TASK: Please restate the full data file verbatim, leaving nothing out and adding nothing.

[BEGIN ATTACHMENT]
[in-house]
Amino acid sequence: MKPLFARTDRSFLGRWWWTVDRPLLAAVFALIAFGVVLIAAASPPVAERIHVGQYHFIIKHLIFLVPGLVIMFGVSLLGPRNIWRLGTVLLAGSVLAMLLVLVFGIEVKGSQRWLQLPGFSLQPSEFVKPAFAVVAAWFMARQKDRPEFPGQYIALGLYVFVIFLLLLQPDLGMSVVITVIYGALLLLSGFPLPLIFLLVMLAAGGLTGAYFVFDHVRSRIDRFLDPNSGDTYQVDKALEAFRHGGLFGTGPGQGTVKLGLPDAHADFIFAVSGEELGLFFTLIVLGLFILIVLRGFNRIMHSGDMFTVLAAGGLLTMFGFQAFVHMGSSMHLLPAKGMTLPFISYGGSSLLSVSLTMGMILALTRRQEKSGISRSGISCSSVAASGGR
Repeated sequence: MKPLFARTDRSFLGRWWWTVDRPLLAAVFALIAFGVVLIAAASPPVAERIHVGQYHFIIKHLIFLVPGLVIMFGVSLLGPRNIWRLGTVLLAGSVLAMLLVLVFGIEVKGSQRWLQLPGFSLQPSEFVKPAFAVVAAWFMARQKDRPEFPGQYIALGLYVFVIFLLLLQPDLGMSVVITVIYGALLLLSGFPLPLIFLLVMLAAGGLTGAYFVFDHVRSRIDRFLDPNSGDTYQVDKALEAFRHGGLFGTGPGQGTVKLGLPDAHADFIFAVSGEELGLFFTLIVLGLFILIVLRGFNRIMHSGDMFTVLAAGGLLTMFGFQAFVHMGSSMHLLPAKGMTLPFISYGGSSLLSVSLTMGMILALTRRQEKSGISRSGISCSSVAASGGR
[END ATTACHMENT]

[in-house]
Amino acid sequence: MKPLFARTDRSFLGRWWWTVDRPLLAAVFALIAFGVVLIAAASPPVAERIHVGQYHFIIKHLIFLVPGLVIMFGVSLLGPRNIWRLGTVLLAGSVLAMLLVLVFGIEVKGSQRWLQLPGFSLQPSEFVKPAFAVVAAWFMARQKDRPEFPGQYIALGLYVFVIFLLLLQPDLGMSVVITVIYGALLLLSGFPLPLIFLLVMLAAGGLTGAYFVFDHVRSRIDRFLDPNSGDTYQVDKALEAFRHGGLFGTGPGQGTVKLGLPDAHADFIFAVSGEELGLFFTLIVLGLFILIVLRGFNRIMHSGDMFTVLAAGGLLTMFGFQAFVHMGSSMHLLPAKGMTLPFISYGGSSLLSVSLTMGMILALTRRQEKSGISRSGISCSSVAASGGR
Repeated sequence: MKPLFARTDRSFLGRWWWTVDRPLLAAVFALIAFGVVLIAAASPPVAERIHVGQYHFIIKHLIFLVPGLVIMFGVSLLGPRNIWRLGTVLLAGSVLAMLLVLVFGIEVKGSQRWLQLPGFSLQPSEFVKPAFAVVAAWFMARQKDRPEFPGQYIALGLYVFVIFLLLLQPDLGMSVVITVIYGALLLLSGFPLPLIFLLVMLAAGGLTGAYFVFDHVRSRIDRFLDPNSGDTYQVDKALEAFRHGGLFGTGPGQGTVKLGLPDAHADFIFAVSGEELGLFFTLIVLGLFILIVLRGFNRIMHSGDMFTVLAAGGLLTMFGFQAFVHMGSSMHLLPAKGMTLPFISYGGSSLLSVSLTMGMILALTRRQEKSGISRSGISCSSVAASGGR